6 Steps To Maximize Your School’s Career Center As The Path To Job Success
As many seniors in universities across the country will tell you, there’s no shortage of bright and accomplished graduates from top schools, all competing for a shrinking number of opportunities.
In fact, the competition for an entry-level position has never been fiercer. Newsweek recently noted that 2.8 million graduates will enter the workforce in 2016. The scary part is that 40 percent of the total number of unemployed in the U.S. will be made up of 18-to-29-year olds, an unemployment rate of almost 14 percent among that age bracket (almost three times the national figure).
The not-so-secret weapon for college students to launch a career is a no-cost resource that is included with that tuition check your parents write every year – the Career Planning Center.
Before you slap your head and go “No duh!” the point to be made is that the Career Center is only as good a resource as you make it. Here are six steps to maximize your experience with your school’s Career Center, and optimize your chances of scoring a top-tier opportunity when you graduate.
1. The most important step – and I can’t emphasize this enough – START EARLY.
It was my fifth week on campus and my parents kept encouraging me (i.e., pestering me) to get ahead of the game and be the first freshman on campus to visit Villanova’s career center. Most undergrads don’t think of visiting Career Planning until mid-Junior year. By going to the Career Center so early on, I got a surprisingly simple but critical strategic advantage for me, a running start when it came to meeting professionals at alumni networking events. On my first visit, I arrived with a bare-bones resume and a LinkedIn page that had not been updated since the day I had created it. That day, I met Kevin, a dynamic and insightful expert from the Center who became both a career coach and a real-world mentor to me.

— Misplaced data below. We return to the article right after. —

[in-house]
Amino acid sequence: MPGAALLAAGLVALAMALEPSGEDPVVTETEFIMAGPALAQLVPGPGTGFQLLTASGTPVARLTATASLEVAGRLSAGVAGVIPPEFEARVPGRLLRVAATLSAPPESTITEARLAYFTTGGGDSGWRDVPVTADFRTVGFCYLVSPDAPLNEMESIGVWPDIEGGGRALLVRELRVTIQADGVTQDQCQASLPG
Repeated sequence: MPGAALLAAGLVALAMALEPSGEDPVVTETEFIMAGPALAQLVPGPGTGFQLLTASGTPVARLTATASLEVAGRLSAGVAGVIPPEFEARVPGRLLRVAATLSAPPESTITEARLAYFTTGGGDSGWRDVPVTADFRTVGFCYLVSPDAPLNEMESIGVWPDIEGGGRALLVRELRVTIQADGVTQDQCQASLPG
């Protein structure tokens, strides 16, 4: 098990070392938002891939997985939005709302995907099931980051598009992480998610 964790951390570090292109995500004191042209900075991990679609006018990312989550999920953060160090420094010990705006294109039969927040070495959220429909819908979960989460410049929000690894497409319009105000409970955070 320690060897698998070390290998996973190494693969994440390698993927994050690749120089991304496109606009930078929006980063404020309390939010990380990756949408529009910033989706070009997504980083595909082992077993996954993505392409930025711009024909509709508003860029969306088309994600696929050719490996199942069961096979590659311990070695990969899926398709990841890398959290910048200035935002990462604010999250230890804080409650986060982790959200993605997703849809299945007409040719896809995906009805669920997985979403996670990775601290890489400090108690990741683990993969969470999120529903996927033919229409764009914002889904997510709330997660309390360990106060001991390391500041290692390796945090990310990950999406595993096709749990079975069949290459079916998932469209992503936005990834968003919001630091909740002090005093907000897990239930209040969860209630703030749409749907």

2. It is self-evident that the most powerful source of career opportunities is the alumni network – the Career Center can open the door for you.
Virtually all universities, no matter what size, have a strong alumni community that aspiring job seekers can tap into. Alums are always eager to help a young and hungry student accomplish their career goals and aspirations. Yet, many students don’t take full advantage of all of the alumni resources schools have to offer. The Career Center can be a vital resource to make this happen. Attend the events they put together, go to the information sessions and resume writing workshops – make an impression! It’s important to put yourself out there and make yourself stand out. Volunteer anytime there is an opportunity to get in front of an alumni dinner, luncheon or fundraiser; especially if there is a career planning angle. That’s how I got an opportunity to intern with the Philadelphia Flyers– I was hired by a Villanova alumnus!
3. Develop a relationship with someone in career planning and meet with them at least three times a year to discuss trends and strategies.